Oil slips below $100 ahead of Yellen's 1st testimony as Fed chief
The price of oil slipped below US$100 a barrel Tuesday ahead of congressional testimony by the U.S. Federal Reserve's new chief.
Benchmark U.S. crude for March delivery was down 8 cents to $99.97 a barrel at 3 a.m. ET in electronic trading on the New York Mercantile Exchange. Oil gained 18 cents to close at $100.06 on Monday.
Investors are waiting to see whether Janet Yellen, who was last week confirmed as Fed chief, will consider a pause in the central bank's withdrawal of the monetary stimulus after a second month of weak hiring.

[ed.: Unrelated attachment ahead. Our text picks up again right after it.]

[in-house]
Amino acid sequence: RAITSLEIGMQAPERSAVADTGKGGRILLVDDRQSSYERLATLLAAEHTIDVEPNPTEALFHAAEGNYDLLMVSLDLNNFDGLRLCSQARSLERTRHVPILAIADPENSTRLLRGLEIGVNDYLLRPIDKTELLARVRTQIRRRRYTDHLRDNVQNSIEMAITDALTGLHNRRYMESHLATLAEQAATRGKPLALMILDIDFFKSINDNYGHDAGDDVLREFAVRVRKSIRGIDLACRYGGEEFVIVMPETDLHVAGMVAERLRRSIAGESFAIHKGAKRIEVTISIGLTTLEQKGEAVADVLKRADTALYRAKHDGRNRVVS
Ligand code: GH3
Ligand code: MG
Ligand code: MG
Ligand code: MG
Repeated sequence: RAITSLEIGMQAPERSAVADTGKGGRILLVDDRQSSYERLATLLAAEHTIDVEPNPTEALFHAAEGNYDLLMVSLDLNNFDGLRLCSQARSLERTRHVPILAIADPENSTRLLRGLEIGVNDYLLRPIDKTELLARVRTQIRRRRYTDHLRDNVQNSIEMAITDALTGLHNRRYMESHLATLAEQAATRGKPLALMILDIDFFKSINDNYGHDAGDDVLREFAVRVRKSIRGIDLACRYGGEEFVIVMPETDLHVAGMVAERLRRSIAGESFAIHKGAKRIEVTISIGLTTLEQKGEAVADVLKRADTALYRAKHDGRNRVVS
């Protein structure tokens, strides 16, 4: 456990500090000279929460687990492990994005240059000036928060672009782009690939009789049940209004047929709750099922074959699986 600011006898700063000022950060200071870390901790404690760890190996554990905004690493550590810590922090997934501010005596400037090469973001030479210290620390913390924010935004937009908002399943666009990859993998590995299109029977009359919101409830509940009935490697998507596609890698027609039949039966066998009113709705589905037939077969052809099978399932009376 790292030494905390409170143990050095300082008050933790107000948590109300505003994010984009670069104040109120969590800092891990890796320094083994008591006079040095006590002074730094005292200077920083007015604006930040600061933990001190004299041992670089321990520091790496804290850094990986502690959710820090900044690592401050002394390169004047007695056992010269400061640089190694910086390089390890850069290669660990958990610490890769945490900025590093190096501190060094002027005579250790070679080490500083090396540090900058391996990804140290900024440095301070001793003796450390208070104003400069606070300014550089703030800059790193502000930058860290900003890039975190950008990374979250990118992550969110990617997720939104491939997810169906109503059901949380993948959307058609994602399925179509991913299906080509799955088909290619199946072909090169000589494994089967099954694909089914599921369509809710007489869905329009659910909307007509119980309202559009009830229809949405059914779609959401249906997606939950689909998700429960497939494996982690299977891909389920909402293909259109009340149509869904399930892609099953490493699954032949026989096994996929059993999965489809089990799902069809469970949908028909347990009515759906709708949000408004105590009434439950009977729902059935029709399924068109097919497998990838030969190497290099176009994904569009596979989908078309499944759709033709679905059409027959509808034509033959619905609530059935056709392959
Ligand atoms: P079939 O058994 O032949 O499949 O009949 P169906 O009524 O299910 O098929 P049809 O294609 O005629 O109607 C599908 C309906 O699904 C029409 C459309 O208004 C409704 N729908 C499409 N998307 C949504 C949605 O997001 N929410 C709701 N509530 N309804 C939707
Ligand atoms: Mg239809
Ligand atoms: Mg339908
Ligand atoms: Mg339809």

Government data showed the number of jobs created in January was much lower than expected but unemployment fell to its lowest in six years.
The central bank has embarked on a policy to gradually reduce its stimulus, which has helped shore up a number of financial assets over the past few years, including oil prices.
Brent crude, which is used to set prices for international varieties of crude, edged up 5 cents to $108.68 a barrel on the ICE exchange in London.
In other energy futures trading in New York:
— Wholesale gasoline was up 0.1 cent to $2.746 a gallon.
— Heating oil shed 0.1 cent to $2.997 a gallon.
— Natural gas added 5.6 cents to $4.635 per 1,000 cubic feet.
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